Opening Market Update

Yielding Ground: Treasuries, Stocks Get Boost from Dovish Fed Talk, Mixed GDP Data

The second government estimate of Q3 Gross Domestic Product (GDP) showed even more economic vigor that quarter with an estimated annualized growth of 5.2%.

Published as of: November 29, 2023, 9:40 a.m. ET

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(Wednesday market open) Investors awoke Wednesday to the lowest Treasury yields in more than two months thanks in part to dovish words from a Federal Reserve hawk. Major indexes built on Tuesday's gains in premarket trading, but action could be subdued today ahead of tomorrow's inflation reading.

Nearly 24 hours later, Treasuries and stocks are still getting a boost and futures trading built in higher odds of a spring rate cut after Fed Governor Christopher Waller suggested the central bank is "well positioned" to push inflation to a 2% target. Like many of his Fed cohorts, Waller's been hawkish over the last year, so hearing this from him packed an extra punch. The U.S. dollar backtracked after his remarks, and now trades at levels last seen in mid-August. A softer dollar could provide more of a tailwind for stocks.

The Treasury market then turned mixed in the hour ahead of the opening bell as investors digested fresh Q3 Gross Domestic Product (GDP) estimates from the government. A stronger-than-expected headline number in the report contrasted with lower-than-expected consumer spending (see more below).

Federal Reserve activity culminates this week with remarks Friday from Fed Chairman Jerome Powell, likely his last public words before the December 12-13 Federal Open Market Committee (FOMC) meeting. One thing he won't be able to comment on that day is the November Nonfarm Payrolls report, which normally comes out the first Friday of every month. It won't be released until the following Friday.

It's unclear if Powell will say anything market-moving, but for now, stocks and Treasuries are doing pretty much what they did a year ago, building in hopes for rate cuts that may take a while to come to fruition.

Semiconductor and transportation shares were among the weakest performers Tuesday, and regional banks were also under pressure. Small cap stocks lagged. Retailers and utilities were firm. Over the last month, growth sectors like info tech, consumer discretionary, communication services, and financials outpaced the S&P 500® Index (SPX), which is up 10.6% over that period. Health care and energy brought up the rear. 

Read all our market commentary on our Insights & Education page, and you can follow us at @SchwabResearch.

Read all our market commentary on our Insights & Education page, and you can follow us at @SchwabResearch.

Morning rush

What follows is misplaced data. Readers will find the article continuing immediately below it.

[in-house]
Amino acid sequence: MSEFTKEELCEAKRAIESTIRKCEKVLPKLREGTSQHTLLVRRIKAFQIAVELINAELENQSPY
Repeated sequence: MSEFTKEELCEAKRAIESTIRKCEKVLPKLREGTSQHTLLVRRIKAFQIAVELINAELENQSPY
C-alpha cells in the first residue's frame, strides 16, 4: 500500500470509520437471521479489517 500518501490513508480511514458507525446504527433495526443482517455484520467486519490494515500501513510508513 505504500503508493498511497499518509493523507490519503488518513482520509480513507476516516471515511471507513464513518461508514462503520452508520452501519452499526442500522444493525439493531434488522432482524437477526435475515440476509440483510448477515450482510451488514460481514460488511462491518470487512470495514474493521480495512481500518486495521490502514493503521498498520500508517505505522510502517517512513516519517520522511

• The 10-year Treasury note yield (TNX) dropped 4 basis points to 4.29%, the lowest since mid-September.
  • The U.S. Dollar Index ($DXY) fell to 102.81, close to a three-month low.
  • Cboe Volatility Index® (VIX) futures stayed near three-year lows at 12.59.
  • WTI Crude Oil (/CL) popped 1.75% to $77.76 per barrel ahead of tomorrow's OPEC meeting.

Just in

The second government estimate of Q3 Gross Domestic Product (GDP) showed even more economic vigor that quarter with an estimated annualized growth of 5.2%. That's up from the first estimate of 4.9%. This is a backwards-looking indicator and may not have much impact on today's trading, but it's interesting that the number went up even though the government downwardly revised consumer spending.

"Personal consumption was revised down to 3.6%, likely one of the more market moving aspects of the report because all eyes are on the consumer," says Collin Martin, a director of fixed income strategy at the Schwab Center for Financial Research.

The GDP price deflator, which measures prices of goods and services across the economy, rose 3.6%, a bit less than analysts had expected. However, tomorrow's PCE prices are a more important inflation indicator, Schwab's Martin added. 

What to watch

Get a good night's sleep because tomorrow morning is going to be a doozy for data.

An hour before the open Thursday, we'll get October Personal Income, Personal Spending, and Personal Consumption Expenditures (PCE) prices—the Fed's preferred inflation gauge—and weekly Initial Jobless Claims.

Here is PCE consensus from analysts, according to Trading Economics:

  • October PCE prices (monthly): +0.1%, versus +0.4% in September
  • October core PCE prices (monthly): +0.2%, versus +0.3% in September
  • October PCE prices (annual): +3%, versus +3.4% in September
  • October core PCE prices (annual): +3.5%, versus +3.7% in September

If the data meet expectations, it would all be moving in the right direction from the Fed's perspective. Keep in mind, however, that September's monthly core PCE price rose the most in four months, and that analysts' estimates for annual price growth remain well above the Fed's 2% target. Core PCE strips out volatile food and energy prices.

Personal Income and Personal Spending are keystones in tracking consumer spending as the holiday season continues. Black Friday results generally looked positive and didn't necessarily indicate people being scared to spend, but October's Retail Sales raised questions. So did this month's earnings calls from major retailers and recent confidence and sentiment reports. Analysts expect personal spending and income to both rise 0.2% monthly in October, Trading Economics says.